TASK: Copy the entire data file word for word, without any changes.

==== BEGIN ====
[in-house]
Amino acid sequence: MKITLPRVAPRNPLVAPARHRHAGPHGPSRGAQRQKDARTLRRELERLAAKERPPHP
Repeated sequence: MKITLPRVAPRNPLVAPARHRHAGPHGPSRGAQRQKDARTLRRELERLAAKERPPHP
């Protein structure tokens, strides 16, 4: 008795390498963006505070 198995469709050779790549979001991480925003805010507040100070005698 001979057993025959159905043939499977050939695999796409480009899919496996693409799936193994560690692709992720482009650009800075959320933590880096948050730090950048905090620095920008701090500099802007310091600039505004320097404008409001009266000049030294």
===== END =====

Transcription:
[in-house]
Amino acid sequence: MKITLPRVAPRNPLVAPARHRHAGPHGPSRGAQRQKDARTLRRELERLAAKERPPHP
Repeated sequence: MKITLPRVAPRNPLVAPARHRHAGPHGPSRGAQRQKDARTLRRELERLAAKERPPHP
């Protein structure tokens, strides 16, 4: 008795390498963006505070 198995469709050779790549979001991480925003805010507040100070005698 001979057993025959159905043939499977050939695999796409480009899919496996693409799936193994560690692709992720482009650009800075959320933590880096948050730090950048905090620095920008701090500099802007310091600039505004320097404008409001009266000049030294």